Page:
"'Alfred Linnel, Killed in Trafalgar Square, November 20, 1887: A Death Song'" by Digital Collections at the University of Maryland is licensed under CC BY-NC-ND 2.0.

IN London, in Tower Hamlets Cemetery Park, there is a small memorial, just a small plain white stone to mark the death of a man, Alfred Linnell, who was no hero, just an ordinary working man, but who is remembered because of the tragic circumstances of his death which occurred during a protest which followed what was later to become known as the first ‘Bloody Sunday’.

On Sunday 13th November 1887, more than ten thousand people marched towards Trafalgar Square, protesting for free speech and against repression in Ireland and nationwide unemployment. The Long Depression – a worldwide price and economic recession which began in 1873 – had meant falling food prices leading to rural unemployment, which meant workers were forced to move to towns and cities in their thousands, thus eroding employment, wages and working conditions. By November 1887, demonstrations by unemployed workers from the East End of London had been building up for more than two years, and there had already been clashes between police and the workers. 

So, on November 13th, the workers marched, with bands playing and a general sense of goodwill at the beginning. Amongst them and leading them were such figures as Liberal MP and trade unionist John Elliott Burns, the famous poet, artist, designer, novelist and socialist activist William Morris, playwright George Bernard Shaw, Eleanor Marx, youngest daughter of Karl Marx, women’s rights activist Annie Besant, and other leaders of the period. Morris, who had been walking with Shaw, sensed trouble ahead when he saw their banner torn down and smashed. 

Police brutality

About 2,000 police and 400 troops, including cavalry, had been deployed to halt the demonstration and they beat the protestors with truncheons and injured many more under the horses’ hooves. Approximately 400 protestors were arrested on the day, with 50 detained in custody, Burns being one of them.

Morris later said he was “astounded at the rapidity of the thing and the ease which military organisation got its victory”. He added “I shall never forget how quickly these unarmed crowds were dispersed into clouds of dust…” Morris stood his ground, but many of his comrades lost their nerve and ran. Shaw said, “Running hardly expresses our collective action. We skedaddled … I think it was the most abjectly disgraceful defeat ever suffered by a band of heroes outnumbering their foes a thousand to one”.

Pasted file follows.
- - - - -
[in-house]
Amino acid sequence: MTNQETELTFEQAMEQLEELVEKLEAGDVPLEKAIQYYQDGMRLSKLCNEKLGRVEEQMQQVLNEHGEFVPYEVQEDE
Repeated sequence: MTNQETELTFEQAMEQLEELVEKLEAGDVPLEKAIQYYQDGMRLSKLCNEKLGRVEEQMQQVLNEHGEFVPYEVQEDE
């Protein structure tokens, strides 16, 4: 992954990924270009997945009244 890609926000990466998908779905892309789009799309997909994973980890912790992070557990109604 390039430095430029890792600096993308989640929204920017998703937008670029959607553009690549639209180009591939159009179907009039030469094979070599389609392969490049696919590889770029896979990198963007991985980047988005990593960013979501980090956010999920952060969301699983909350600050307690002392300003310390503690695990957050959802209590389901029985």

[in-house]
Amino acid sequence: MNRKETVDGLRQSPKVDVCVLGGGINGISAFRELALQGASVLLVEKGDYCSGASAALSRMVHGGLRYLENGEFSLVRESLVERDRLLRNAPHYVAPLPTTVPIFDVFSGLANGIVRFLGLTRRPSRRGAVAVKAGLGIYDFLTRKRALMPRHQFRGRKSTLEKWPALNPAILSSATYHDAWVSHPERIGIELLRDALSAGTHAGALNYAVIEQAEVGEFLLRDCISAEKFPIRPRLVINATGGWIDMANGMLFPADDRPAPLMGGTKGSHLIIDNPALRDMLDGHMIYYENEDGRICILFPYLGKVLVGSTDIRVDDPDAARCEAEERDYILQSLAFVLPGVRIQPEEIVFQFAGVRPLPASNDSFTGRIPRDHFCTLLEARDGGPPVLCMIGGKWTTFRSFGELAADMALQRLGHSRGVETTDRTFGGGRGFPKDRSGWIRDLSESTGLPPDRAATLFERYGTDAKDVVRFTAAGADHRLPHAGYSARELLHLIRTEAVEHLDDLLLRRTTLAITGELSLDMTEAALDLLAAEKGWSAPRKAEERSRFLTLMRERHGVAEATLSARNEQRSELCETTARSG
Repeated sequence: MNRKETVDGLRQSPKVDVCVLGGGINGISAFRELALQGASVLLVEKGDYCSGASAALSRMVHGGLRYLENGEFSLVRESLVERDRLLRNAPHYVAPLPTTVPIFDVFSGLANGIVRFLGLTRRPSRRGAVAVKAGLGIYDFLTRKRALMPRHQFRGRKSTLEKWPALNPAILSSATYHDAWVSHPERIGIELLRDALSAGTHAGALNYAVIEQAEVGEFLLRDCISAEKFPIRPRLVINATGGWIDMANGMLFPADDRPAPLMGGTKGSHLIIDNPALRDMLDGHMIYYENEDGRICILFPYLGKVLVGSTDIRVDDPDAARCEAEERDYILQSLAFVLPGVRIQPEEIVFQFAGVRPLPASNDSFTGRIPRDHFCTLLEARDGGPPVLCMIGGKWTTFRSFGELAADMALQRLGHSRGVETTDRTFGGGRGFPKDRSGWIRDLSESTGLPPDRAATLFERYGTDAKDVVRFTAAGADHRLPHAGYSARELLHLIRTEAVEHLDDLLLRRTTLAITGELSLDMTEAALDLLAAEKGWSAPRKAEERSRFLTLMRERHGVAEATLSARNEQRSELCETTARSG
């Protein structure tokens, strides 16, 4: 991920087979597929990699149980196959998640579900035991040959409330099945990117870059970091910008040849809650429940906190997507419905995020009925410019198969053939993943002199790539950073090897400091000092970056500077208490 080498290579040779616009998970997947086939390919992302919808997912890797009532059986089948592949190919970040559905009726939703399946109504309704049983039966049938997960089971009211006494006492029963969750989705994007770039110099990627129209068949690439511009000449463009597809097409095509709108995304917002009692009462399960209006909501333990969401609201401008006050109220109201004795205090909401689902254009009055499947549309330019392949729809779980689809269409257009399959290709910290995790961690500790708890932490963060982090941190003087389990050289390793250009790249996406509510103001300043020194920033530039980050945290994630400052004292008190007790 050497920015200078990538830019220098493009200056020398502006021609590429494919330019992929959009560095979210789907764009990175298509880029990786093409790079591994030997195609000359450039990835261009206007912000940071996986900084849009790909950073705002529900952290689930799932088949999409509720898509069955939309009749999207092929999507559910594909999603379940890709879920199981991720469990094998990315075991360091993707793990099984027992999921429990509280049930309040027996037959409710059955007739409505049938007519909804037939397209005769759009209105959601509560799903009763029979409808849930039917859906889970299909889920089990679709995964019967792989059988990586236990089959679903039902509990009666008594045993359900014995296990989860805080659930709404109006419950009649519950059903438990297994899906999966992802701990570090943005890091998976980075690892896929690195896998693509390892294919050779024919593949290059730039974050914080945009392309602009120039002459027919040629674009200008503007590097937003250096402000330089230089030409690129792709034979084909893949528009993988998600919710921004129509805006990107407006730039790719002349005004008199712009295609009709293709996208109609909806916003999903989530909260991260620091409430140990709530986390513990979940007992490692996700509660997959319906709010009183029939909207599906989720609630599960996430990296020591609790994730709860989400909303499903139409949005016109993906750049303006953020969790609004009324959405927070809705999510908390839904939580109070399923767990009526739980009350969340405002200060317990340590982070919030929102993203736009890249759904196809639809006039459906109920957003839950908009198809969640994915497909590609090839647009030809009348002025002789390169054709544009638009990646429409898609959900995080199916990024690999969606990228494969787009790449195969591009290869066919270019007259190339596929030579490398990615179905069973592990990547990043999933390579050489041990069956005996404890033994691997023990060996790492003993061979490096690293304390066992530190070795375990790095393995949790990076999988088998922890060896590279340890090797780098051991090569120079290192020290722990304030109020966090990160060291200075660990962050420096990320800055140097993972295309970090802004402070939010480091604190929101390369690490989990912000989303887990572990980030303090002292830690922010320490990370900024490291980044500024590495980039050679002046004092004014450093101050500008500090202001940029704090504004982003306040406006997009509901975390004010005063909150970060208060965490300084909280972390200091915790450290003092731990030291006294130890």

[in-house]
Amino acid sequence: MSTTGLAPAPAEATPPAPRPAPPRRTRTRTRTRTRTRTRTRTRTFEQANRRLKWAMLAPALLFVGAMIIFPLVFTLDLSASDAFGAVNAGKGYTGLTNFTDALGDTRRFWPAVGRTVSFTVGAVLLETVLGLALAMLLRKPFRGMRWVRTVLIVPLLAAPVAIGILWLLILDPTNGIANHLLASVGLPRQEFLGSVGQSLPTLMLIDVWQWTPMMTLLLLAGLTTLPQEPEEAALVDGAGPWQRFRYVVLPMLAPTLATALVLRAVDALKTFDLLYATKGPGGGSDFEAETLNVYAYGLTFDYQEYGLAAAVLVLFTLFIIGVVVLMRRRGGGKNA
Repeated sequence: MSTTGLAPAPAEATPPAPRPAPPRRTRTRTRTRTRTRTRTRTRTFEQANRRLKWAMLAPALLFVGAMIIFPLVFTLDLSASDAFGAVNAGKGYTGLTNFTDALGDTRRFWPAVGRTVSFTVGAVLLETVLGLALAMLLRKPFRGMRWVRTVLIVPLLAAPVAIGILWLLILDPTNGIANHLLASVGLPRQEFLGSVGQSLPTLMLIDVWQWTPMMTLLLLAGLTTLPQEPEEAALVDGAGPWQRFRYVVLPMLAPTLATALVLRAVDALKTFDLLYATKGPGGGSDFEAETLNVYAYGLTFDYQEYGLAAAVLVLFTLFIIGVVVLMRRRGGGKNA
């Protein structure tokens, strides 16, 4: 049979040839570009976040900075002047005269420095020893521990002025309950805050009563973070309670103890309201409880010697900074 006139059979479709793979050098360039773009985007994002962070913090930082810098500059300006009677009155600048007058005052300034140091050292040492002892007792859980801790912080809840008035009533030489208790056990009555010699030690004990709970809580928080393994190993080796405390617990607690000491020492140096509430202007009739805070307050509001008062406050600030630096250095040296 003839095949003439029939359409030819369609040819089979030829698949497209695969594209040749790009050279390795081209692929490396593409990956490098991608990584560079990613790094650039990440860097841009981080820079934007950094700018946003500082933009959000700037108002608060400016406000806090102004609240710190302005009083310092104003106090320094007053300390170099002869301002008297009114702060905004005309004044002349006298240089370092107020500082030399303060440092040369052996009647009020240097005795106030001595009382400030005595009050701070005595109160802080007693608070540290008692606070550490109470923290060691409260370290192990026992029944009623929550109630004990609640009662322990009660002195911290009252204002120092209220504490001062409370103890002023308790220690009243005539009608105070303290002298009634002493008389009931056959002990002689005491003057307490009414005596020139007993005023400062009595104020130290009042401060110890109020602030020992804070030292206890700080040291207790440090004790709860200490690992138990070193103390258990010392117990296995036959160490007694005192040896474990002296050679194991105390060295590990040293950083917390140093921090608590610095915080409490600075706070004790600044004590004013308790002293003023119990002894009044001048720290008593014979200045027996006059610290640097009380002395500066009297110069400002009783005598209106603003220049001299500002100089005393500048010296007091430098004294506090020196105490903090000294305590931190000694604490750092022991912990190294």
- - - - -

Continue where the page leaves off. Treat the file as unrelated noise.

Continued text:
The Times’ reaction to the protest was predictable in that it laid the blame at the feet of the protestors: “It was … no serious conviction of any kind, and no honest purpose that animated these howling toughs. It was simple love of disorder”, the newspaper wrote. Those who were there, however, told a different story. Artist Walter Crane said, “I never saw anything more like real warfare in my life – only the attack was all on one side”.

Not much is known about Alfred Linnell, but, a week after ‘Bloody Sunday’, on November 20th, this man, who earned a living copying out legal documents and lived pretty much in poverty, decided to join a protest, which was again planned to gather in Trafalgar Square, only this time the protestors added the previous week’s violence by the authorities to their list of grievances.

Not a hero, but a brother

Alfred Linnell, just standing at the edge of the crowd, was charged into and knocked down by mounted police, his thigh smashed. He was left to lie on the ground until bystanders took him to Charing Cross Hospital. Twelve days later, on December 2nd, he was dead.

On December 18, Linnell was given a grand funeral. A huge procession of socialists, radicals, feminists, Irish Republicans and working people walked from the West End of London to the East, swelling to tens of thousands. Hardly anybody knew the man, but the streets were lined with crowds of sympathetic onlookers all the way to Bow Cemetery. Speeches were read by lamplight, and Morris gave an emotional eulogy, including the words, “let us feel he is our brother”, and his Death Song was sung. (See below)

Linnell may not have been a hero but he was representative of tens of thousands of the dispossessed, and those people came out on the day of his funeral to show their support for this very ordinary man.

A Death Song.

What cometh here from west to east awending?

And who are these, the marchers stern and slow?

We bear the message that the rich are sending

Aback to those who bade them wake and know.

Not one, not one, nor thousands must they slay,

But one and all if they would dusk the day.

We asked them for a life of toilsome earning,

They bade us bide their leisure for our bread;

We craved to speak to tell our woeful learning:

We come back speechless, bearing back our dead.

Not one, not one, nor thousands must they slay,

But one and all if they would dusk the day.

They will not learn; they have no ears to hearken.

They turn their faces from the eyes of fate;

Their gay-lit halls shut out the skies that darken.

But, lo! this dead man knocking at the gate.

Not one, not one, nor thousands must they slay,

But one and all if they would dusk the day.

Here lies the sign that we shall break our prison;

Amidst the storm he won a prisoner’s rest;

But in the cloudy dawn the sun arisen

Brings us our day of work to win the best.

Not one, not one, nor thousands must they slay,

But one and all if they would dusk the day.

And a beautiful and modern rendering of the song.


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